BEAMS: BEtter outcomes postnAtally for MumS
There is a serious and persistent gap between postnatal morbidity and mortality rates for women from deprived areas and ethnic minority groups, with most women dying in the postnatal period. By combining the lived expertise of women, with that of professional, we will develop an information resource alerting women to postnatal red flags so they can seek help quickly. Together we will identify and create guidance for the most effective way to deliver information to women (from communities) who experience barriers to accessing healthcare.
The MBRRACE UK report has shown a serious and persistent gap between postnatal morbidity and mortality rates for women from deprived areas and ethnic minority groups, with most women dying in the postnatal period. If symptoms can be recognised in time this enables them to be treated more effectively. There are numerous information resources of varying quality detailing symptoms of potential postnatal complications that inform women’s decision to seek care.
Women continue to report unmet needs for information and support in the postnatal period, but there is no guidance for health care professionals on how to provide information to support better care for people from communities experiencing barriers to accessing healthcare or who have lived experience of health inequalities.
How does this research try to address the problem?
Taking a participatory action research approach we will combine women’s lived expertise with professionals’ expertise.
We will co-design an information resource alerting women to these postnatal red flags, distilling accessibility principles alongside guidance on how to most effectively deliver information to communities who have lived experience of health inequalities.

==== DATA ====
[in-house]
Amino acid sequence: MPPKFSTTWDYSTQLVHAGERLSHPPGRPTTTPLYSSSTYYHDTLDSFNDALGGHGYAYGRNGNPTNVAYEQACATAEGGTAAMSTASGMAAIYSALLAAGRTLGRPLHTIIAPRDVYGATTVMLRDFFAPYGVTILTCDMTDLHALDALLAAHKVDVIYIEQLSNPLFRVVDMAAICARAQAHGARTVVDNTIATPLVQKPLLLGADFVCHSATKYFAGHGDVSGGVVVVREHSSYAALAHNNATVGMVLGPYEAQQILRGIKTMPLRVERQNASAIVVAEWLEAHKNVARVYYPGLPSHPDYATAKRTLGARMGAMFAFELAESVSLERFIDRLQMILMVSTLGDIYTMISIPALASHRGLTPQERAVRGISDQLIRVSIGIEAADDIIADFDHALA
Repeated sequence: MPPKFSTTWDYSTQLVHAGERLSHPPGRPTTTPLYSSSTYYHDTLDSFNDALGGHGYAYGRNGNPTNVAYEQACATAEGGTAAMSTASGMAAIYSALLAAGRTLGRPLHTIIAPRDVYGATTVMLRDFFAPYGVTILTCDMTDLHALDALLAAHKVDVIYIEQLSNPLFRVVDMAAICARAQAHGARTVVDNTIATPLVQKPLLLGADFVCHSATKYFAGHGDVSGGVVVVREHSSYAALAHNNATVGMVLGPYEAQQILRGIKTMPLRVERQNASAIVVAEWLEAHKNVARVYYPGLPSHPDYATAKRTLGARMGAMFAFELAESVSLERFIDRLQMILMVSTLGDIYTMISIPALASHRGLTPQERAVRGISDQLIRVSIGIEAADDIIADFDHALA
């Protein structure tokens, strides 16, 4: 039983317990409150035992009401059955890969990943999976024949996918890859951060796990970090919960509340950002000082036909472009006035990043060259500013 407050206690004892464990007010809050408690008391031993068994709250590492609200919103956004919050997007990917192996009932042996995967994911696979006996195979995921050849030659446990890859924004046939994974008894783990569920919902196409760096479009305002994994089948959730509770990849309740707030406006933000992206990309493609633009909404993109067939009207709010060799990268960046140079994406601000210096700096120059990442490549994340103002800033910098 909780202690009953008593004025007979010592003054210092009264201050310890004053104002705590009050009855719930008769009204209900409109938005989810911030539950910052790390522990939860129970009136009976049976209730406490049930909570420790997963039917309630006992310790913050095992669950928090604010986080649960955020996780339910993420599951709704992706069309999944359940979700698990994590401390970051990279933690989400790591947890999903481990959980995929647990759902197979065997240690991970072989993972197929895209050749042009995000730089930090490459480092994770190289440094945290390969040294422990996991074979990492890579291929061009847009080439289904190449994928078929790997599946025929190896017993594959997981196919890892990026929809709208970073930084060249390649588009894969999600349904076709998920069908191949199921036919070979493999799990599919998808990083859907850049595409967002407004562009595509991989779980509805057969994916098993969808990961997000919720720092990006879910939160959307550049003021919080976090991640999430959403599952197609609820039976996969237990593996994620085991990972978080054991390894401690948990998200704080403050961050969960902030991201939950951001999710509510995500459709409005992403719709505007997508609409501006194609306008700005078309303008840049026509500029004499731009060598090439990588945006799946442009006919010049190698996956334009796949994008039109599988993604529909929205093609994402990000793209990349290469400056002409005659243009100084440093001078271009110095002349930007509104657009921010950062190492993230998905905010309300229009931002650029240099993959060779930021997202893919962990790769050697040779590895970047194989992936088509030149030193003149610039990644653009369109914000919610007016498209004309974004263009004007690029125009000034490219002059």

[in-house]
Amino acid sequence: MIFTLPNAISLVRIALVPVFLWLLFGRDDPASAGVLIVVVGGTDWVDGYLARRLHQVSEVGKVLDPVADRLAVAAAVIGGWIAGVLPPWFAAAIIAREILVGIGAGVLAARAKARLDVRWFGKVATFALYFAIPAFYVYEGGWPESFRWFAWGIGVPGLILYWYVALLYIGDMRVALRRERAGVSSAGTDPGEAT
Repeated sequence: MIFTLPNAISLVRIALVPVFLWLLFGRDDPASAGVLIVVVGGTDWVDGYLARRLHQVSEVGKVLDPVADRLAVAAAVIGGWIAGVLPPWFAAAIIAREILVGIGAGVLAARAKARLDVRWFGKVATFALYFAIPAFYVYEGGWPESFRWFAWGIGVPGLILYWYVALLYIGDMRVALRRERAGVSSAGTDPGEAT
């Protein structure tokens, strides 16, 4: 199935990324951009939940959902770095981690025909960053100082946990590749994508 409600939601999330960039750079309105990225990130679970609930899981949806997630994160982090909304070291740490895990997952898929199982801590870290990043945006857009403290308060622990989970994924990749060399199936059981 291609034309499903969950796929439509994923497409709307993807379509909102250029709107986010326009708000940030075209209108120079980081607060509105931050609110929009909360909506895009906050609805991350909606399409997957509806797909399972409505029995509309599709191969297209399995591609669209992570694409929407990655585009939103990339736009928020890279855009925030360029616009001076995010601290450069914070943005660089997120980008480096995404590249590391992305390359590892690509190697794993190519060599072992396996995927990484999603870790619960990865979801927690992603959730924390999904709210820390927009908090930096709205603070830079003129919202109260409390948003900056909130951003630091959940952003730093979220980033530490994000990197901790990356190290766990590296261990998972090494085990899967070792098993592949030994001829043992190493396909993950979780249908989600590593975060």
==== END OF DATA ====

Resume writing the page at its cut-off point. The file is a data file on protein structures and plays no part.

How were patient and public involved
During pre-grant discussions women told us they felt communication of information to be very important for women’s safety, health and development of trust in the NHS maternity system. Women felt they experienced crisis before being offered help and did not always receive information about their own health in a way that they could understand. Third sector organisations were felt to do better as they relayed information in ‘plain language’ or were trusted with questions. The most valuable achievement of this project is ‘a chance for us to be heard’ and ‘information and support for us to look after ourselves and our babies’. Provision of appropriate information and help seeking support was felt to be a huge gap in service provision. We will work with up to 60 women with lived experience of disadvantage to co-design, disseminate and evaluate the project resources.
How can we make information resources more accessible to women with lived experience of health inequalities?How can we make these resources reach women from communities who experience barriers to accessing healthcare?
Co-designed exemplar of accessible information: Red Flag warning signs of serious postnatal illness.
Co-designed principles of accessible information checklist for the development or revision of postnatal information.
Postnatal information resource chosen from the stakeholder workshop made ‘accessible’ using the checklist.Co-produced information delivery guidance for healthcare professionals to reach women with experience of health inequalities.
To have the voice of underserved women heard in service improvement
A culture shift among maternity practitioners in how and where we share information to women experiencing health inequalities.
Forging strong links between academia, clinical practice and charity partners
To strengthen expertise in techniques of co-design with women experiencing health inequalities and barriers to healthcare access.Ultimately, women experiencing health inequalities will recognise symptoms of serious illness in the postnatal period and feel supported to seek timely help, improving the outcome for them and their families.
The most valuable achievement of this project is ‘a chance for us to be heard’ and ‘information and support for us to look after ourselves and our babies’.
Provision of appropriate information and help seeking support was felt to be a huge gap in service provision.